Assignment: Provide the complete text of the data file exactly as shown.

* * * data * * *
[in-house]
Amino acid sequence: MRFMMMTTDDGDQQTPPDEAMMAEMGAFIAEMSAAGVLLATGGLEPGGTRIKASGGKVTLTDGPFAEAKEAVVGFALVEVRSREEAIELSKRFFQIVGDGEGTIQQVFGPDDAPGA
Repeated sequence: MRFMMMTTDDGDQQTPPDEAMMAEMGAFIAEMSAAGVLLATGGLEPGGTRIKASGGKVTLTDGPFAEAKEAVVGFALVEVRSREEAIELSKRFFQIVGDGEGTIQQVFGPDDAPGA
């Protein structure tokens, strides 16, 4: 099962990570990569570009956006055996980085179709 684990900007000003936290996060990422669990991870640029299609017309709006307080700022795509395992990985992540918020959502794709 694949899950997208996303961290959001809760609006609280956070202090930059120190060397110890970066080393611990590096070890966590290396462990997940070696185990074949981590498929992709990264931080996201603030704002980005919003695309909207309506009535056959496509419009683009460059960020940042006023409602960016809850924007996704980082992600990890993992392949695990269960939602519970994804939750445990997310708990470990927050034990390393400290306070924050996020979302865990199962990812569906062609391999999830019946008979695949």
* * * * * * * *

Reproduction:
[in-house]
Amino acid sequence: MRFMMMTTDDGDQQTPPDEAMMAEMGAFIAEMSAAGVLLATGGLEPGGTRIKASGGKVTLTDGPFAEAKEAVVGFALVEVRSREEAIELSKRFFQIVGDGEGTIQQVFGPDDAPGA
Repeated sequence: MRFMMMTTDDGDQQTPPDEAMMAEMGAFIAEMSAAGVLLATGGLEPGGTRIKASGGKVTLTDGPFAEAKEAVVGFALVEVRSREEAIELSKRFFQIVGDGEGTIQQVFGPDDAPGA
């Protein structure tokens, strides 16, 4: 099962990570990569570009956006055996980085179709 684990900007000003936290996060990422669990991870640029299609017309709006307080700022795509395992990985992540918020959502794709 694949899950997208996303961290959001809760609006609280956070202090930059120190060397110890970066080393611990590096070890966590290396462990997940070696185990074949981590498929992709990264931080996201603030704002980005919003695309909207309506009535056959496509419009683009460059960020940042006023409602960016809850924007996704980082992600990890993992392949695990269960939602519970994804939750445990997310708990470990927050034990390393400290306070924050996020979302865990199962990812569906062609391999999830019946008979695949």